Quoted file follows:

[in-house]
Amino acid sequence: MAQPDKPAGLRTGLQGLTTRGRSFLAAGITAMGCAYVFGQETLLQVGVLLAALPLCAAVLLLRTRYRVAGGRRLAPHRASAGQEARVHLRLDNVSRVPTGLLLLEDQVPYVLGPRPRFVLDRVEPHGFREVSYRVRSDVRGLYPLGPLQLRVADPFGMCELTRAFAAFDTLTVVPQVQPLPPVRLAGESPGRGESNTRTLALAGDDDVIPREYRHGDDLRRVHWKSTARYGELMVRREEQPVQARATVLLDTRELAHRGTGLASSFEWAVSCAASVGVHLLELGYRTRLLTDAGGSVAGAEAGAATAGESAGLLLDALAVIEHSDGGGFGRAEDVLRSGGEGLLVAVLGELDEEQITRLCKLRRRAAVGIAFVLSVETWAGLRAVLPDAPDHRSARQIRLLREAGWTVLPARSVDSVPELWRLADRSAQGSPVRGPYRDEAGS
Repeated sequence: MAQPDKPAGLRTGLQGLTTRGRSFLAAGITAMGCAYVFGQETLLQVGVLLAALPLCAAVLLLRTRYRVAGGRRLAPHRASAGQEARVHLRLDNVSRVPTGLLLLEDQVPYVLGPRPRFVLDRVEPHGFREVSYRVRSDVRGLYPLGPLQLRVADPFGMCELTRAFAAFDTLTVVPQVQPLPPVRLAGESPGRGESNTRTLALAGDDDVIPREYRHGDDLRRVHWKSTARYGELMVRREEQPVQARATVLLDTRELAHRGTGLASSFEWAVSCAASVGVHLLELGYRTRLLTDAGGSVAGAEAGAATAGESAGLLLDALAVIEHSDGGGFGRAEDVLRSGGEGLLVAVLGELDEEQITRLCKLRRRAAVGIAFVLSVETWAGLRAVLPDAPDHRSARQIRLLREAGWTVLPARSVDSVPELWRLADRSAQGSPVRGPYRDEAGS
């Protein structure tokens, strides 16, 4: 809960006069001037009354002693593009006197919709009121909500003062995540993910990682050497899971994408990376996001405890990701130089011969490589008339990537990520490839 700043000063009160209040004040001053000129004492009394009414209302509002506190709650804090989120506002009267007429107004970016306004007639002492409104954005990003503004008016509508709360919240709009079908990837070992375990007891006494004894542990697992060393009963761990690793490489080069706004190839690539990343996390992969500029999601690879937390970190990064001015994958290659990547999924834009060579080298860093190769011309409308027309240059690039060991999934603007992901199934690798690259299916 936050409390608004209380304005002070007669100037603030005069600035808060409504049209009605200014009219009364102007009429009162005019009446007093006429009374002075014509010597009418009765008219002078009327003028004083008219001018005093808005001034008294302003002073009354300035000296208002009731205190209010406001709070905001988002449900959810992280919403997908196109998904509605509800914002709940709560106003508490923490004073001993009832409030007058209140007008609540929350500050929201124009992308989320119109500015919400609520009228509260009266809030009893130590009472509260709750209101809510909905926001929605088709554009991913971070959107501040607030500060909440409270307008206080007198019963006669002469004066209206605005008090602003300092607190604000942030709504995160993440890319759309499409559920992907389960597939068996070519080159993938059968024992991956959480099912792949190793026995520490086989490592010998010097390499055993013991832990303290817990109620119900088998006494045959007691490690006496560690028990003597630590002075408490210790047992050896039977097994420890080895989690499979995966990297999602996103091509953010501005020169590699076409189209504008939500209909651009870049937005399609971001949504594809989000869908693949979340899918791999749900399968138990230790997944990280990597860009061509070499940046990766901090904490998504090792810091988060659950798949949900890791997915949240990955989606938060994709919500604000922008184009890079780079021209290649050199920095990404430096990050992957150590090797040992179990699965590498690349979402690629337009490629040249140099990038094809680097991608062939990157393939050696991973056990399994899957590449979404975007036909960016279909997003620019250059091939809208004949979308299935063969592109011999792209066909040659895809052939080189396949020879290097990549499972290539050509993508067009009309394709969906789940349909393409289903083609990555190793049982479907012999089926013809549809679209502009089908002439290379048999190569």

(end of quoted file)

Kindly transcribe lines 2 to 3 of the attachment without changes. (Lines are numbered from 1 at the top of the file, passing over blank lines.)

Amino acid sequence: MAQPDKPAGLRTGLQGLTTRGRSFLAAGITAMGCAYVFGQETLLQVGVLLAALPLCAAVLLLRTRYRVAGGRRLAPHRASAGQEARVHLRLDNVSRVPTGLLLLEDQVPYVLGPRPRFVLDRVEPHGFREVSYRVRSDVRGLYPLGPLQLRVADPFGMCELTRAFAAFDTLTVVPQVQPLPPVRLAGESPGRGESNTRTLALAGDDDVIPREYRHGDDLRRVHWKSTARYGELMVRREEQPVQARATVLLDTRELAHRGTGLASSFEWAVSCAASVGVHLLELGYRTRLLTDAGGSVAGAEAGAATAGESAGLLLDALAVIEHSDGGGFGRAEDVLRSGGEGLLVAVLGELDEEQITRLCKLRRRAAVGIAFVLSVETWAGLRAVLPDAPDHRSARQIRLLREAGWTVLPARSVDSVPELWRLADRSAQGSPVRGPYRDEAGS
Repeated sequence: MAQPDKPAGLRTGLQGLTTRGRSFLAAGITAMGCAYVFGQETLLQVGVLLAALPLCAAVLLLRTRYRVAGGRRLAPHRASAGQEARVHLRLDNVSRVPTGLLLLEDQVPYVLGPRPRFVLDRVEPHGFREVSYRVRSDVRGLYPLGPLQLRVADPFGMCELTRAFAAFDTLTVVPQVQPLPPVRLAGESPGRGESNTRTLALAGDDDVIPREYRHGDDLRRVHWKSTARYGELMVRREEQPVQARATVLLDTRELAHRGTGLASSFEWAVSCAASVGVHLLELGYRTRLLTDAGGSVAGAEAGAATAGESAGLLLDALAVIEHSDGGGFGRAEDVLRSGGEGLLVAVLGELDEEQITRLCKLRRRAAVGIAFVLSVETWAGLRAVLPDAPDHRSARQIRLLREAGWTVLPARSVDSVPELWRLADRSAQGSPVRGPYRDEAGS